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As for Adam and Barry, they’re teamed together in the storyline that provides us with the episode’s WarGames-themed title, with Adam using his knowledge of the Apple II Plus and his gift for bluffing to weasel his way into membership in the Jenkintown Posse. Initially, Barry and his crew can’t be bothered to see computers as anything but nerdy, but after a sold-out showing of Porky’s 2 leads the JTP to see WarGames instead, they suddenly had an epiphany: computers are awesome! Unfortunately, they aren’t nearly as awesome as Hollywood wanted you to believe at the time, which is why Adam’s efforts to hack into the school computer and change the JTP’s grades turn into a situation where he has to dazzle the guys with techno-babble and trick them into studying so that they’ll actually get a decent score on their exams.

I’ll say this for Adam and Barry’s shenanigans: they certainly aren’t predictable. The JTP’s sudden tendency toward the recitation of historical facts in the wake of Adam’s “hacking” proves to be a great running gag, much like the constant reminders about how comparatively limited computer technology was in the ‘80s, and the falcon…well, what can you say about the falcon? There’s the surprise that it’s a real bird rather than a mascot costume, and then there’s the additional comedy derived from Adam trying to hold onto the bird in the car and, later, Barry taking off the falcon’s mask and then being left standing there, arm outstretched, grinning like a complete moron.

All told, Adam and Barry’s story is definitely the VIP of the week, mostly because it’s so much more creative than the parent-child role reversal by Erica and Bev that we’ve seen done on so many other sitcoms. Still, the laughs are there and the performances are strong, so it plays well nonetheless.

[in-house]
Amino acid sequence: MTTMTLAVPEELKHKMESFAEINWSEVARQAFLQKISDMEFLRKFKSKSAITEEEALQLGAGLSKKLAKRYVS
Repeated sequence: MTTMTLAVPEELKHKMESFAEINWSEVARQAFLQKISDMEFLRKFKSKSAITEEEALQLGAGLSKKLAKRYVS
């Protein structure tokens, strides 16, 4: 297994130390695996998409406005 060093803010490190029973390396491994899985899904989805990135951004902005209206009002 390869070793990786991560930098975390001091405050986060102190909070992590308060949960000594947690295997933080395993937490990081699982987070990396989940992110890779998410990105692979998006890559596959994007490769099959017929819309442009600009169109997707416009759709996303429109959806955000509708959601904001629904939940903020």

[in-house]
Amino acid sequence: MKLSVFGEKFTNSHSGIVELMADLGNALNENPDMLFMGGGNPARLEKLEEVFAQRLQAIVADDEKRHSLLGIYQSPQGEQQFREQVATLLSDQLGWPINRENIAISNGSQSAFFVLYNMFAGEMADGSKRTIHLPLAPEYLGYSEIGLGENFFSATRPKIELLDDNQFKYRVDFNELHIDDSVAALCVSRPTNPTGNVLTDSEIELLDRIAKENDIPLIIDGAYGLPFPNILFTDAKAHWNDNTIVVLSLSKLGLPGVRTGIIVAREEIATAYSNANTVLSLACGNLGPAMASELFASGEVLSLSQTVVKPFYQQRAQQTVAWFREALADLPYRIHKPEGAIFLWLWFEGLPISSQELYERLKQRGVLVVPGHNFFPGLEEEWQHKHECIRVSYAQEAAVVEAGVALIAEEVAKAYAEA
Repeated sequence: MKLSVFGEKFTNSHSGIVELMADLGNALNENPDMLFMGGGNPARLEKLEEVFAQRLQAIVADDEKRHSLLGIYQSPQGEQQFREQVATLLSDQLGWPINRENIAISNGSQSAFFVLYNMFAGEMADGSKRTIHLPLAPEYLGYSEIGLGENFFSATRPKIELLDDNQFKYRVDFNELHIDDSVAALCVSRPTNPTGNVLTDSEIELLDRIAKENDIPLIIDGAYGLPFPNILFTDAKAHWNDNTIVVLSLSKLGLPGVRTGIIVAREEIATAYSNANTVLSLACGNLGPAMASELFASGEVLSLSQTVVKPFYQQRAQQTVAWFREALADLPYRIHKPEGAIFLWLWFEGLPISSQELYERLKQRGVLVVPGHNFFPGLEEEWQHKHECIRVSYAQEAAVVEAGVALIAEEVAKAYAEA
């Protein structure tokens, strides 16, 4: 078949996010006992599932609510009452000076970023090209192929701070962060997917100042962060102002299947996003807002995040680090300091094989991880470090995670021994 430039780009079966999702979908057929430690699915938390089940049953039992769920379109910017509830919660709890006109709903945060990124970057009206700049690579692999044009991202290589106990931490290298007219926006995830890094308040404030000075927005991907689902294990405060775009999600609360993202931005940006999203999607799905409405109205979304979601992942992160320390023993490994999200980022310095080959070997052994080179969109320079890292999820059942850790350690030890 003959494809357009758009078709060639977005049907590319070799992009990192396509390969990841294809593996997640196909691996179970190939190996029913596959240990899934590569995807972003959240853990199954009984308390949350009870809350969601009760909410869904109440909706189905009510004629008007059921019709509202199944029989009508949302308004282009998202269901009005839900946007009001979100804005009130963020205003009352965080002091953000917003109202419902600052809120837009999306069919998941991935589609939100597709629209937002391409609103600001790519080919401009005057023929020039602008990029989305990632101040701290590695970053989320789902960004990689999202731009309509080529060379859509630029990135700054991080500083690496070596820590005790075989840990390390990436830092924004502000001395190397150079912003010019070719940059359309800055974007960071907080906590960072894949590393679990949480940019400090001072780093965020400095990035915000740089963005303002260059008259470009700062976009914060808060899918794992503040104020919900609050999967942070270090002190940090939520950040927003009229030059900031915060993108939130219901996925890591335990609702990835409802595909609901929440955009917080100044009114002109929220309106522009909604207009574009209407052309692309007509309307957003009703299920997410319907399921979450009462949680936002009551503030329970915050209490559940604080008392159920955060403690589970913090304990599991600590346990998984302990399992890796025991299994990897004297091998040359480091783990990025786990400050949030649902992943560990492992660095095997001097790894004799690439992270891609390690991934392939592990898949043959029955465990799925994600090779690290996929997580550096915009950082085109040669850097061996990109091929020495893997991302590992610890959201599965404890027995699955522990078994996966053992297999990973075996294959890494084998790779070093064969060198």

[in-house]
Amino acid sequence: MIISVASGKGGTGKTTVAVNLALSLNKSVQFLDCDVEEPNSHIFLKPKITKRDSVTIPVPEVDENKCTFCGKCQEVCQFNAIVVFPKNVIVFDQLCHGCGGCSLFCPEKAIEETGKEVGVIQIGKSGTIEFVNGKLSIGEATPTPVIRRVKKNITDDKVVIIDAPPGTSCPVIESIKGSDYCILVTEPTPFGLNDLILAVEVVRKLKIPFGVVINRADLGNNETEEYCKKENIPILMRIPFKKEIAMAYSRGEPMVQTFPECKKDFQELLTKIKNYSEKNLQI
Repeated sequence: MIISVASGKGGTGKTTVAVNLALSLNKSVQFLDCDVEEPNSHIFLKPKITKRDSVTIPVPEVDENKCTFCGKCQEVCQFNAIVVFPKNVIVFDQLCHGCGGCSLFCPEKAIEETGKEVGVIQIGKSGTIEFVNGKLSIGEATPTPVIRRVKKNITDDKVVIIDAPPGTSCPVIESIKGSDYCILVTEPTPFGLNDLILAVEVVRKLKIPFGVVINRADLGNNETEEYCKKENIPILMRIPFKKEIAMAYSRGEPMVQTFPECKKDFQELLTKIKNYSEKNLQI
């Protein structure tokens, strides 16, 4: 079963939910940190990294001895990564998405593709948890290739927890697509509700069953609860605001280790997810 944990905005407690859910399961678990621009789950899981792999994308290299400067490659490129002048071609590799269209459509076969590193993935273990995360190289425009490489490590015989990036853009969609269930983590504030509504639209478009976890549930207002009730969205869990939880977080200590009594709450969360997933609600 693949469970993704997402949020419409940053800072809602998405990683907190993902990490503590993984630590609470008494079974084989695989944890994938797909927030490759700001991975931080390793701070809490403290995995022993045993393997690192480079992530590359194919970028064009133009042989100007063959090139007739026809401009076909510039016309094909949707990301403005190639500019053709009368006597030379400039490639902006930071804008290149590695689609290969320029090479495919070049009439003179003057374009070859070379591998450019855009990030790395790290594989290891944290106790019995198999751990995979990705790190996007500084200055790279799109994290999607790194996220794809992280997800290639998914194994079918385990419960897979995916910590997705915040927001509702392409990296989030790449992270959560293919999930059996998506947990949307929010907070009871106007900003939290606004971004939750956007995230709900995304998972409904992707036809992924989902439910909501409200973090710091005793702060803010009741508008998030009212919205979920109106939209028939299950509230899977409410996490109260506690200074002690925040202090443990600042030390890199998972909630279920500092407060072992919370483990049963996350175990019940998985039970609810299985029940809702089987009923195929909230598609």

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Stray observations:

  • There were other pictures that I could’ve selected as the header image, but none of them made me anywhere near as happy as that shot of George Segal.
  • Boy, that Louise sure knows how to rock a Cheap Trick shirt, doesn’t she?
  • Oregon Trail may be a bad-ass video game, but it’ll never top Infocom’s Hitchhiker’s Guide to the Galaxy text adventure. Never, I say!
  • Bev just wants to hang out, read teen magazines, and gossip about boys. (“I’ll go first: I like Murray!”)
  • Watching the JTP outside the Wawa, it’s hard not to compare it to, say, Clerks or the guys in the parking lot in Say Anything, but you can’t complain when you know that’s exactly what teenage boys did in parking lots in the ‘80s.
  • I could watch that clip of George Segal saying “‘s’up, baby” a hundred times in a row and never not laugh.
  • Anybody who doesn’t love Stan Bush’s “Never Surrender” clearly does not appreciate Jean-Claude Van Damme’s Kickboxer on as deep a level as they should.
  • I’m sure all of Bev’s gifts to the family are already available for purchase on some website or other by now, but the best takeaway from that closing scene was Murray’s reaction to the idea of a tie that reminds him of his family while he’s at work: “I think you’re missing the point of work.”